The Australian Shepherd – “Aussie”
Australian Shepherds, also know as Aussies, are a medium sized, active herding dog. They generally weigh between 35 and 70 pounds, with most Aussies being between 45 and 55 pounds. Aussies were developed in America to herd livestock on the open ranges of the West. They have the energy and intelligence to herd cows all day and to outsmart the most stubborn of range cattle.
Aussies At A Glance
Energy level: high
Exercise requirements: very high
Playfulness: very high
Affection level: high
Good with children: medium high
Friendliness toward dogs: medium high
Friendliness toward other pets: medium high
Friendliness toward strangers: medium low
Ease of training: very high
Watchdog ability: very high
Protection ability: medium high
Grooming requirements: medium
Heat tolerance: medium
Cold tolerance: medium high
Aussies are smart, energetic dogs who can be as stubborn as and smarter than the toughest of range stock. They are generally high energy dogs and need some kind of activity in which to focus their energy. All Aussies have herding instinct to some degree.
The dogs from working lines have more herding instinct and energy and can be harder to keep as pets. Some dogs from working lines may not be suitable for homes with small children due to the dog’s intense desire to control moving objects. This is one of the chief reasons that an Aussie should never be allowed to run free without close supervision – almost all will chase cars and/or livestock due to this herding instinct.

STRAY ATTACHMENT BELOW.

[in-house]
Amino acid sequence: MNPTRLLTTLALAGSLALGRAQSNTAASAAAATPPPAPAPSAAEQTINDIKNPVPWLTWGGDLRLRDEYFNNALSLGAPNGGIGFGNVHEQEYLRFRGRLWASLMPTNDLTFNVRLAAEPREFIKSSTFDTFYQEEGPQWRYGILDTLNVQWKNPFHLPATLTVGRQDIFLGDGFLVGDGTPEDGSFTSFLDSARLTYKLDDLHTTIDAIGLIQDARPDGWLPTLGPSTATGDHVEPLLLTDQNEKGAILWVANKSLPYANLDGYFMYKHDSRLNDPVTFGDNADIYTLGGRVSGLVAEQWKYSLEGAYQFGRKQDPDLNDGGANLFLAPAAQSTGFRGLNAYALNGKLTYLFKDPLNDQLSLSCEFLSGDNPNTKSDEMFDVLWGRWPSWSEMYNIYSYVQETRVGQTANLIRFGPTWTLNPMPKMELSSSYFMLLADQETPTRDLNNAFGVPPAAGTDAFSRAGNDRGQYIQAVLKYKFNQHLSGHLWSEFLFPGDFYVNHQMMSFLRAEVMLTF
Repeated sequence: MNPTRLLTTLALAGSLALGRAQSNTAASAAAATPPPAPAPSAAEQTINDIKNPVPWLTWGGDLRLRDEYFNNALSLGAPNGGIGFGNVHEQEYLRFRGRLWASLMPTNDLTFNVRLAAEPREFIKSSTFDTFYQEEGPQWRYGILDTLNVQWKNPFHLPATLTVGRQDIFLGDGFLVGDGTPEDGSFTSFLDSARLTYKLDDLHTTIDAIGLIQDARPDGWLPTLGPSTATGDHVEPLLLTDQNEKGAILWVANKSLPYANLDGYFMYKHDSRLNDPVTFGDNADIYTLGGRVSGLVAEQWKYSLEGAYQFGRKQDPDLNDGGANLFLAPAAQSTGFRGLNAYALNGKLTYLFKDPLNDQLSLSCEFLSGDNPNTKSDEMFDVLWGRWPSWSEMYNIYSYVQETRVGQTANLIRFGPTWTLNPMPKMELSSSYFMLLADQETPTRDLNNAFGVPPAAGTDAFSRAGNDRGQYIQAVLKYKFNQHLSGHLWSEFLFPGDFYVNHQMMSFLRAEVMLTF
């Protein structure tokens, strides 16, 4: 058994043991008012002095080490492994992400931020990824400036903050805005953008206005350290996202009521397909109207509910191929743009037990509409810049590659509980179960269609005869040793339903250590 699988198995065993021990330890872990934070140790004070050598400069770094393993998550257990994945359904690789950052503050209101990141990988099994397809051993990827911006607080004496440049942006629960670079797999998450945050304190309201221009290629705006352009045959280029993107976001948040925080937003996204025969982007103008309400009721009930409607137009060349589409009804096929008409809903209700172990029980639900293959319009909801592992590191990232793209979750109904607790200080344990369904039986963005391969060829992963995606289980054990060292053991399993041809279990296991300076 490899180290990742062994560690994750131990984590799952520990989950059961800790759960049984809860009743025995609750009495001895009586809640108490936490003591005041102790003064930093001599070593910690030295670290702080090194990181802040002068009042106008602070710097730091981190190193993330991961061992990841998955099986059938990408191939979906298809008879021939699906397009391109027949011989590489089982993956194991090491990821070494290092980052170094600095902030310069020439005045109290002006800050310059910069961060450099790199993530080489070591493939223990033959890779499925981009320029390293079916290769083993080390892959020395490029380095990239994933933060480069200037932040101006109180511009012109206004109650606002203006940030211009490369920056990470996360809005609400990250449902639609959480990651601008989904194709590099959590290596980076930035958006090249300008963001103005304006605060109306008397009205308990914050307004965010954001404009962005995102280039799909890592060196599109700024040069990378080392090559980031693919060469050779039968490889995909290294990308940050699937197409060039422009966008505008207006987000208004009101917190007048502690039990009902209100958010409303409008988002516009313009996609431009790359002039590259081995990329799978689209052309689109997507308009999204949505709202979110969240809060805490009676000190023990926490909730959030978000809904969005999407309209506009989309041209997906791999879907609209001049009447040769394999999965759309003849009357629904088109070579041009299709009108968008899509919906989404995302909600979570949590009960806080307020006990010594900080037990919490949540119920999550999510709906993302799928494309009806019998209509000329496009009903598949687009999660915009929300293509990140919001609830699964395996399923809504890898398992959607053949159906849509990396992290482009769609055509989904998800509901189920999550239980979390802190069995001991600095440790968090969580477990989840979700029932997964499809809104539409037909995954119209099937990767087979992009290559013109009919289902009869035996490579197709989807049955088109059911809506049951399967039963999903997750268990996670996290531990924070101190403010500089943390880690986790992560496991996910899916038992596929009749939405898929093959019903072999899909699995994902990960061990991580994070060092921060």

Aussies cannot be trained not to herd, but their energy can be redirected into other activities.
Aussies were bred to work with people, and so are easy to train with positive reinforcement methods. In order to outrun a stubborn cow or sheep, they were bred for speed and agility in turning. These attributes make them superb agility and flyball dogs. The can accelerate quickly, turn on a dime, and generally jump like they have springs in their feet. Aussies also excel at sports like Frisbee.
The chief problem with teaching an Aussie that chasing a ball is what he should do with his energy is that you will soon feel that you have thrown the ball at least a thousand times each week and that “If I had a nickel for every time I threw this tennis ball, I’d be a millionaire several times over by now.”
Aussies make good watchdogs due to their alertness, but poor protection dogs due to their size. Care must be taken not to encourage an Aussie in barking or they will decide that that is what you want them to do with their energy.
Aussies left alone for long periods of time or as yard dogs often develop destructive habits such as a chewing, barking, or digging.
Coat and Colors
Aussies come in four colors: blue merle, red merle, black tri, and red tri. The merles have a mottled appearance with white and gray appearing in their coat. The blue merles have some black patches and a gray to powder blue appearance, in the non-black areas of their coat while the red merles have a reddish to orange cast and generally brown instead of black patches.
The black and red tris have solid body colors of either black or red.
All four colors can have varying amounts of white and copper trim. The white can cover all four feet, can be in a full circle around a dog’s neck and down to their chest, and can extend up their face in a blaze. White should not be located past the point of the shoulders and should not cover the ears of the dog. The copper trim is located on the feet and on the head.